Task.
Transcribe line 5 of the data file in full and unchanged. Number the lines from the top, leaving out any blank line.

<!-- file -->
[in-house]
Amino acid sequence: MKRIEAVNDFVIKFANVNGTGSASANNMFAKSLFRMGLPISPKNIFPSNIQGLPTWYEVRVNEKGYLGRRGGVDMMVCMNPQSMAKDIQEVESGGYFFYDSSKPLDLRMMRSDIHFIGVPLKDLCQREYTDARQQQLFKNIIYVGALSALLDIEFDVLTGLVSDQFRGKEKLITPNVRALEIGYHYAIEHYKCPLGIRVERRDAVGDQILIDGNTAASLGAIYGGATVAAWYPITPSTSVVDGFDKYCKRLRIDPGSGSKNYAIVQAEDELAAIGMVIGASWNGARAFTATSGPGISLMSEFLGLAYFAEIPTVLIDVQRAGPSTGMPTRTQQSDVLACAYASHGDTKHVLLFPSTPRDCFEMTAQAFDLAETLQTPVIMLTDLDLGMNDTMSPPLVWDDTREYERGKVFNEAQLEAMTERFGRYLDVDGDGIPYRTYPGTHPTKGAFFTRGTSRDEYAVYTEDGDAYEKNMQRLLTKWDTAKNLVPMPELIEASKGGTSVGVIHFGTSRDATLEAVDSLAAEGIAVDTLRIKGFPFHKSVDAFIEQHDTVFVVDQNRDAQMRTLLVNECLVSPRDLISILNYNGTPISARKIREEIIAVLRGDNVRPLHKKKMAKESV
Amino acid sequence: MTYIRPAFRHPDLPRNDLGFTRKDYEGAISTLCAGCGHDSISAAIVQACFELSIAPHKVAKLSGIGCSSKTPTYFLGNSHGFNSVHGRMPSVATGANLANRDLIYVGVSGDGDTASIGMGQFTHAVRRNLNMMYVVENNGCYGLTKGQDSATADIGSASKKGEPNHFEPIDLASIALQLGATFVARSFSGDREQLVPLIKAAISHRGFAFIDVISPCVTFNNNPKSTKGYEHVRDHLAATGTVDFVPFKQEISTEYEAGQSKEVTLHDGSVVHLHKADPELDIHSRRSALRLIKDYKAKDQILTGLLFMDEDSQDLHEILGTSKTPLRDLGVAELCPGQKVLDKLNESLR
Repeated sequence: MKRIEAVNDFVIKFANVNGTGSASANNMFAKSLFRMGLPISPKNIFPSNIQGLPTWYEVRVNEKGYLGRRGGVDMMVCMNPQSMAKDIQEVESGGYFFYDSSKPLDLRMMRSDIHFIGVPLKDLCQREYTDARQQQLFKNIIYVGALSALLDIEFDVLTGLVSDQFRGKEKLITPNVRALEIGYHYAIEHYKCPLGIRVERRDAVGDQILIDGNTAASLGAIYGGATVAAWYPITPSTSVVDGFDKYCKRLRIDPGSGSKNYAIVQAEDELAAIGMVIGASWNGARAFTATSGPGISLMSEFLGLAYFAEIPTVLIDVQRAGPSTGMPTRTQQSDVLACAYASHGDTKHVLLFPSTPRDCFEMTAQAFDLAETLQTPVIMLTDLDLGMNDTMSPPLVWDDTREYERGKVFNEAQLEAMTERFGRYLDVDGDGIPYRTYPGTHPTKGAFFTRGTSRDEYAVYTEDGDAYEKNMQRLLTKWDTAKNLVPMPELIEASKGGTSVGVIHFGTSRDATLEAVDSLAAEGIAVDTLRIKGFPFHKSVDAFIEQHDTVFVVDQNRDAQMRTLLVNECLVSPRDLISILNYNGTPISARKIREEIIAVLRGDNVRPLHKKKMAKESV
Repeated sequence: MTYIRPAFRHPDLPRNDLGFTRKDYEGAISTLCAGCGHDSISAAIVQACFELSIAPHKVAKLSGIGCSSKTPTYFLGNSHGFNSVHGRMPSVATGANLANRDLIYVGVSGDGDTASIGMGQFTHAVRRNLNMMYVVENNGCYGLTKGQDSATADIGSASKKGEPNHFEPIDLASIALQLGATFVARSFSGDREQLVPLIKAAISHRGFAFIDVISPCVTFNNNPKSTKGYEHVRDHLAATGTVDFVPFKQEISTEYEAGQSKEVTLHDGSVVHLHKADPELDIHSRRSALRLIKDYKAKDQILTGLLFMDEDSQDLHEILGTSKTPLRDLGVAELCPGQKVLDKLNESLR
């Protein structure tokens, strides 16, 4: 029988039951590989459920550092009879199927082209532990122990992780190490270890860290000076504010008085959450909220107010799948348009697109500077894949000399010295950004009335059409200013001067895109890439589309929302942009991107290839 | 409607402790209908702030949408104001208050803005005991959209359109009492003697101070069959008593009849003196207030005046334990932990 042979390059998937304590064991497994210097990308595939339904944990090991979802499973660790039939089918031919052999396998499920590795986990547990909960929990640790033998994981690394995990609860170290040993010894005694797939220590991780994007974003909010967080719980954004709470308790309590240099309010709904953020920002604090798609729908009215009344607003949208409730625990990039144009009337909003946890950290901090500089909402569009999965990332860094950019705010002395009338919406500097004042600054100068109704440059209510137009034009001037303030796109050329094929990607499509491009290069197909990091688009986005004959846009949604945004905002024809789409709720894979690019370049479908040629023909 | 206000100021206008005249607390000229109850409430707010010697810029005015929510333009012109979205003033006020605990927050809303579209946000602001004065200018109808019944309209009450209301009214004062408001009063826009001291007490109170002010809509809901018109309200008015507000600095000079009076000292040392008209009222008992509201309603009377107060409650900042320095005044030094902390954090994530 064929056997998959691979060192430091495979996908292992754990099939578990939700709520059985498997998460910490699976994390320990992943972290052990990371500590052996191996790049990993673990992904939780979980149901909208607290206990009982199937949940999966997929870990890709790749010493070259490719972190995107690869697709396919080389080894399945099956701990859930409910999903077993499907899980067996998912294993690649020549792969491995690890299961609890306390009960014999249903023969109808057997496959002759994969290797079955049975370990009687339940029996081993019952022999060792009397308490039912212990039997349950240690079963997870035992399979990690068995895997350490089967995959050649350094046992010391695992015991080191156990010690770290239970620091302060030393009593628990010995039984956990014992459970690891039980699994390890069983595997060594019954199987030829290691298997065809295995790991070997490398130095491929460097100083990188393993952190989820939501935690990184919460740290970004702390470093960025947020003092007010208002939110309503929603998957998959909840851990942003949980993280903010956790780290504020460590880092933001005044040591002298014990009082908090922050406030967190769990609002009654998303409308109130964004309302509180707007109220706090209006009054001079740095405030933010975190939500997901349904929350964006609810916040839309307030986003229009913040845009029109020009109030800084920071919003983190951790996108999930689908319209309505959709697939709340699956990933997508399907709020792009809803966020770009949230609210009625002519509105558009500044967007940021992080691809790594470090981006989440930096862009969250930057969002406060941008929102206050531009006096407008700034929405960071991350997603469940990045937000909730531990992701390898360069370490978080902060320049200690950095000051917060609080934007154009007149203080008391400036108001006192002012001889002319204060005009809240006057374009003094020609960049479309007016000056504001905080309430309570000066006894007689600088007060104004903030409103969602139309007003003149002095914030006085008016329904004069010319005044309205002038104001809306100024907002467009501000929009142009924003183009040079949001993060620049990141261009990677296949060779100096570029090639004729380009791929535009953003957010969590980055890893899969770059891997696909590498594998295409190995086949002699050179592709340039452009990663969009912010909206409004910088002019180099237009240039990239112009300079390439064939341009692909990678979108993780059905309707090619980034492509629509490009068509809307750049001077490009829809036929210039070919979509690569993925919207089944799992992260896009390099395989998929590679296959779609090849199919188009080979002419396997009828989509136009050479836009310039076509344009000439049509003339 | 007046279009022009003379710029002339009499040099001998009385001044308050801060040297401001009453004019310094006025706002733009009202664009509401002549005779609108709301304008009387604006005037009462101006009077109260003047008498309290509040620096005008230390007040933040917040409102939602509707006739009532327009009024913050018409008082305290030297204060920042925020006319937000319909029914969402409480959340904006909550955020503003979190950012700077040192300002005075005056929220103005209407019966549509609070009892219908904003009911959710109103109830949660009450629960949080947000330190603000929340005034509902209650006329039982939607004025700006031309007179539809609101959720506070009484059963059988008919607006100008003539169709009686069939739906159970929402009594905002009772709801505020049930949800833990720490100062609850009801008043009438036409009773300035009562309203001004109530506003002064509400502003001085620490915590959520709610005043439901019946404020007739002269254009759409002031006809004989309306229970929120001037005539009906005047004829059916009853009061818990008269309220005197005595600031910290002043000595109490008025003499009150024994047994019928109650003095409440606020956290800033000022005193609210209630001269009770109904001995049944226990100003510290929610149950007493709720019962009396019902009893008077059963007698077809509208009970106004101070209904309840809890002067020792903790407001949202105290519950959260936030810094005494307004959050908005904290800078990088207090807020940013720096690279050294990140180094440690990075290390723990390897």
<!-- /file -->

Repeated sequence: MTYIRPAFRHPDLPRNDLGFTRKDYEGAISTLCAGCGHDSISAAIVQACFELSIAPHKVAKLSGIGCSSKTPTYFLGNSHGFNSVHGRMPSVATGANLANRDLIYVGVSGDGDTASIGMGQFTHAVRRNLNMMYVVENNGCYGLTKGQDSATADIGSASKKGEPNHFEPIDLASIALQLGATFVARSFSGDREQLVPLIKAAISHRGFAFIDVISPCVTFNNNPKSTKGYEHVRDHLAATGTVDFVPFKQEISTEYEAGQSKEVTLHDGSVVHLHKADPELDIHSRRSALRLIKDYKAKDQILTGLLFMDEDSQDLHEILGTSKTPLRDLGVAELCPGQKVLDKLNESLR